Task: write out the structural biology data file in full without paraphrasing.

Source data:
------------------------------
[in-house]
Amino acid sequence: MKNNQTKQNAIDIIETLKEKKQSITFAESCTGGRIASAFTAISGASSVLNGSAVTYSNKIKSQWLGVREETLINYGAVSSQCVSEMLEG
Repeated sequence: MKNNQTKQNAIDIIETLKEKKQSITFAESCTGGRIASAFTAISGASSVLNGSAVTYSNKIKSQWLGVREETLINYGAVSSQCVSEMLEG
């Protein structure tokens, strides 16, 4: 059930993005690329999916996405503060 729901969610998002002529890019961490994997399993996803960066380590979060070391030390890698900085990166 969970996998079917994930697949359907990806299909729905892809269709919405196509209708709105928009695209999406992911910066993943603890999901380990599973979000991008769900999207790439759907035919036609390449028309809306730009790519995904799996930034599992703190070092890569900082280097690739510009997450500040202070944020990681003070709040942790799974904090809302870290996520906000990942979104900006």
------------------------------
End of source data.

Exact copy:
[in-house]
Amino acid sequence: MKNNQTKQNAIDIIETLKEKKQSITFAESCTGGRIASAFTAISGASSVLNGSAVTYSNKIKSQWLGVREETLINYGAVSSQCVSEMLEG
Repeated sequence: MKNNQTKQNAIDIIETLKEKKQSITFAESCTGGRIASAFTAISGASSVLNGSAVTYSNKIKSQWLGVREETLINYGAVSSQCVSEMLEG
């Protein structure tokens, strides 16, 4: 059930993005690329999916996405503060 729901969610998002002529890019961490994997399993996803960066380590979060070391030390890698900085990166 969970996998079917994930697949359907990806299909729905892809269709919405196509209708709105928009695209999406992911910066993943603890999901380990599973979000991008769900999207790439759907035919036609390449028309809306730009790519995904799996930034599992703190070092890569900082280097690739510009997450500040202070944020990681003070709040942790799974904090809302870290996520906000990942979104900006």